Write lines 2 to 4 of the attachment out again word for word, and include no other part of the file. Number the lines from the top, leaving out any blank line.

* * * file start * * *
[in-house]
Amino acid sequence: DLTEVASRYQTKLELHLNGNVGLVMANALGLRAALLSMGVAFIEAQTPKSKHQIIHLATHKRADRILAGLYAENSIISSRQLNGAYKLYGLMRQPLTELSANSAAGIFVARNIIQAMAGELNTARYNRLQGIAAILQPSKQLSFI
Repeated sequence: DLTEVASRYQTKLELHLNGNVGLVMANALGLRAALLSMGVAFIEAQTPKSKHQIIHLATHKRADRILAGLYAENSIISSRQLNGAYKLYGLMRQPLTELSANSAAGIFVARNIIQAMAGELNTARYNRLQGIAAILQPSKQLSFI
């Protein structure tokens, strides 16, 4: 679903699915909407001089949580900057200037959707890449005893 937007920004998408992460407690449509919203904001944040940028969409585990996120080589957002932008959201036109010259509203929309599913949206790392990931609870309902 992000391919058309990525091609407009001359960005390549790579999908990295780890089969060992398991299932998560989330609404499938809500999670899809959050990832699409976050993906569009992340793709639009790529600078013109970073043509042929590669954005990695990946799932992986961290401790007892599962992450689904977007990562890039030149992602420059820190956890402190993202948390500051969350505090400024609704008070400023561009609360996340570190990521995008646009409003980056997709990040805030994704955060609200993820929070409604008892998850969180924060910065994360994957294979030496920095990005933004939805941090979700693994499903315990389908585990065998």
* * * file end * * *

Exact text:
Amino acid sequence: DLTEVASRYQTKLELHLNGNVGLVMANALGLRAALLSMGVAFIEAQTPKSKHQIIHLATHKRADRILAGLYAENSIISSRQLNGAYKLYGLMRQPLTELSANSAAGIFVARNIIQAMAGELNTARYNRLQGIAAILQPSKQLSFI
Repeated sequence: DLTEVASRYQTKLELHLNGNVGLVMANALGLRAALLSMGVAFIEAQTPKSKHQIIHLATHKRADRILAGLYAENSIISSRQLNGAYKLYGLMRQPLTELSANSAAGIFVARNIIQAMAGELNTARYNRLQGIAAILQPSKQLSFI
């Protein structure tokens, strides 16, 4: 679903699915909407001089949580900057200037959707890449005893 937007920004998408992460407690449509919203904001944040940028969409585990996120080589957002932008959201036109010259509203929309599913949206790392990931609870309902 992000391919058309990525091609407009001359960005390549790579999908990295780890089969060992398991299932998560989330609404499938809500999670899809959050990832699409976050993906569009992340793709639009790529600078013109970073043509042929590669954005990695990946799932992986961290401790007892599962992450689904977007990562890039030149992602420059820190956890402190993202948390500051969350505090400024609704008070400023561009609360996340570190990521995008646009409003980056997709990040805030994704955060609200993820929070409604008892998850969180924060910065994360994957294979030496920095990005933004939805941090979700693994499903315990389908585990065998």